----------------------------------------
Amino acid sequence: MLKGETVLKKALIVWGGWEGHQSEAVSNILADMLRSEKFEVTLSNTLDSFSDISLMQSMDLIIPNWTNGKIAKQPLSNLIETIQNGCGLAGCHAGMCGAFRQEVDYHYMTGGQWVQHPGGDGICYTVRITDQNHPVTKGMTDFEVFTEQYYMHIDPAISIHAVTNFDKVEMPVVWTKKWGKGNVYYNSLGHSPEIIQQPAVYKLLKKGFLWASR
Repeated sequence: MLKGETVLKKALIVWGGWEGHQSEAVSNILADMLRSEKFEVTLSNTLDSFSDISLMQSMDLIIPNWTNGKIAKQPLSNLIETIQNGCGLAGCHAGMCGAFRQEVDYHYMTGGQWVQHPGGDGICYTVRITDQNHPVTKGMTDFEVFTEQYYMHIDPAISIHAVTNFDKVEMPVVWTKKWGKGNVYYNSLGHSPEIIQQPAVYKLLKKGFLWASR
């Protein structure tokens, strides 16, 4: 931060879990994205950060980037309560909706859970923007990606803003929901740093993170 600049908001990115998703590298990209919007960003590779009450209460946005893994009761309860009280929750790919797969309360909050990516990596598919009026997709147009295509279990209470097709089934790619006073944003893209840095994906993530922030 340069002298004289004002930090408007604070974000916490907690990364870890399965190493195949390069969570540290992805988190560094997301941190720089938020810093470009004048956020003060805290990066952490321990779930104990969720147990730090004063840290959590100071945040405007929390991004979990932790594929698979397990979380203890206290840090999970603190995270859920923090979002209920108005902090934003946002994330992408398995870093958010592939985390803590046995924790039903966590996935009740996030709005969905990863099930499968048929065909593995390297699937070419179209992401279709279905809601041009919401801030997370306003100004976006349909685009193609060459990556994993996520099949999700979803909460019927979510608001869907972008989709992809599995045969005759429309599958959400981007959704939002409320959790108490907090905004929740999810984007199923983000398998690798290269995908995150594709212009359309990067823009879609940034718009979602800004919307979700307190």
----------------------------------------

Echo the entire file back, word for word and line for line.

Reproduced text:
Amino acid sequence: MLKGETVLKKALIVWGGWEGHQSEAVSNILADMLRSEKFEVTLSNTLDSFSDISLMQSMDLIIPNWTNGKIAKQPLSNLIETIQNGCGLAGCHAGMCGAFRQEVDYHYMTGGQWVQHPGGDGICYTVRITDQNHPVTKGMTDFEVFTEQYYMHIDPAISIHAVTNFDKVEMPVVWTKKWGKGNVYYNSLGHSPEIIQQPAVYKLLKKGFLWASR
Repeated sequence: MLKGETVLKKALIVWGGWEGHQSEAVSNILADMLRSEKFEVTLSNTLDSFSDISLMQSMDLIIPNWTNGKIAKQPLSNLIETIQNGCGLAGCHAGMCGAFRQEVDYHYMTGGQWVQHPGGDGICYTVRITDQNHPVTKGMTDFEVFTEQYYMHIDPAISIHAVTNFDKVEMPVVWTKKWGKGNVYYNSLGHSPEIIQQPAVYKLLKKGFLWASR
């Protein structure tokens, strides 16, 4: 931060879990994205950060980037309560909706859970923007990606803003929901740093993170 600049908001990115998703590298990209919007960003590779009450209460946005893994009761309860009280929750790919797969309360909050990516990596598919009026997709147009295509279990209470097709089934790619006073944003893209840095994906993530922030 340069002298004289004002930090408007604070974000916490907690990364870890399965190493195949390069969570540290992805988190560094997301941190720089938020810093470009004048956020003060805290990066952490321990779930104990969720147990730090004063840290959590100071945040405007929390991004979990932790594929698979397990979380203890206290840090999970603190995270859920923090979002209920108005902090934003946002994330992408398995870093958010592939985390803590046995924790039903966590996935009740996030709005969905990863099930499968048929065909593995390297699937070419179209992401279709279905809601041009919401801030997370306003100004976006349909685009193609060459990556994993996520099949999700979803909460019927979510608001869907972008989709992809599995045969005759429309599958959400981007959704939002409320959790108490907090905004929740999810984007199923983000398998690798290269995908995150594709212009359309990067823009879609940034718009979602800004919307979700307190």